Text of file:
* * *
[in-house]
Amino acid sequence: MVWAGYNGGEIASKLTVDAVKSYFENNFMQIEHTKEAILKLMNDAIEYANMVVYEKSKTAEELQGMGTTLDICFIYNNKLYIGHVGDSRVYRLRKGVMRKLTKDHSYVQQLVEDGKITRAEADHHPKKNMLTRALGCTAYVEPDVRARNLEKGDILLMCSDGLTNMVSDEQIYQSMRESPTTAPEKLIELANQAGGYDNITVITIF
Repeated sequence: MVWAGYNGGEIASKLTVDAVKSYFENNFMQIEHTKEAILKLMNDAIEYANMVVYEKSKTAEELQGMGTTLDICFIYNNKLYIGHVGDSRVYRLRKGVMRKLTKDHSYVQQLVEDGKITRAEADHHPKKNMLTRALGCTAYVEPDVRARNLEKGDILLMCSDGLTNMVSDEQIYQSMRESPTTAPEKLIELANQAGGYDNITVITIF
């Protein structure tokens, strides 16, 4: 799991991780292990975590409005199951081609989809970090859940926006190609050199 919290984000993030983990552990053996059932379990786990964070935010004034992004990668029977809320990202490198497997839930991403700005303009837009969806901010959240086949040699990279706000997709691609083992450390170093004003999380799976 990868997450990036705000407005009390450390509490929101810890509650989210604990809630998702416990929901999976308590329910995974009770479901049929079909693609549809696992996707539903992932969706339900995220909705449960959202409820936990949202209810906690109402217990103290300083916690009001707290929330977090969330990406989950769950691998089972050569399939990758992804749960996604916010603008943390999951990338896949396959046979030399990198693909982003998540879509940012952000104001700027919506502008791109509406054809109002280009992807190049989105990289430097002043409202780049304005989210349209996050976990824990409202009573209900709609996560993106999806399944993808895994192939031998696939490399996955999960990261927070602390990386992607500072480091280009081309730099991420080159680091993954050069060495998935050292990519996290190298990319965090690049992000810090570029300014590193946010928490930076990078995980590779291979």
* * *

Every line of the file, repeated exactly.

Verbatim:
[in-house]
Amino acid sequence: MVWAGYNGGEIASKLTVDAVKSYFENNFMQIEHTKEAILKLMNDAIEYANMVVYEKSKTAEELQGMGTTLDICFIYNNKLYIGHVGDSRVYRLRKGVMRKLTKDHSYVQQLVEDGKITRAEADHHPKKNMLTRALGCTAYVEPDVRARNLEKGDILLMCSDGLTNMVSDEQIYQSMRESPTTAPEKLIELANQAGGYDNITVITIF
Repeated sequence: MVWAGYNGGEIASKLTVDAVKSYFENNFMQIEHTKEAILKLMNDAIEYANMVVYEKSKTAEELQGMGTTLDICFIYNNKLYIGHVGDSRVYRLRKGVMRKLTKDHSYVQQLVEDGKITRAEADHHPKKNMLTRALGCTAYVEPDVRARNLEKGDILLMCSDGLTNMVSDEQIYQSMRESPTTAPEKLIELANQAGGYDNITVITIF
């Protein structure tokens, strides 16, 4: 799991991780292990975590409005199951081609989809970090859940926006190609050199 919290984000993030983990552990053996059932379990786990964070935010004034992004990668029977809320990202490198497997839930991403700005303009837009969806901010959240086949040699990279706000997709691609083992450390170093004003999380799976 990868997450990036705000407005009390450390509490929101810890509650989210604990809630998702416990929901999976308590329910995974009770479901049929079909693609549809696992996707539903992932969706339900995220909705449960959202409820936990949202209810906690109402217990103290300083916690009001707290929330977090969330990406989950769950691998089972050569399939990758992804749960996604916010603008943390999951990338896949396959046979030399990198693909982003998540879509940012952000104001700027919506502008791109509406054809109002280009992807190049989105990289430097002043409202780049304005989210349209996050976990824990409202009573209900709609996560993106999806399944993808895994192939031998696939490399996955999960990261927070602390990386992607500072480091280009081309730099991420080159680091993954050069060495998935050292990519996290190298990319965090690049992000810090570029300014590193946010928490930076990078995980590779291979």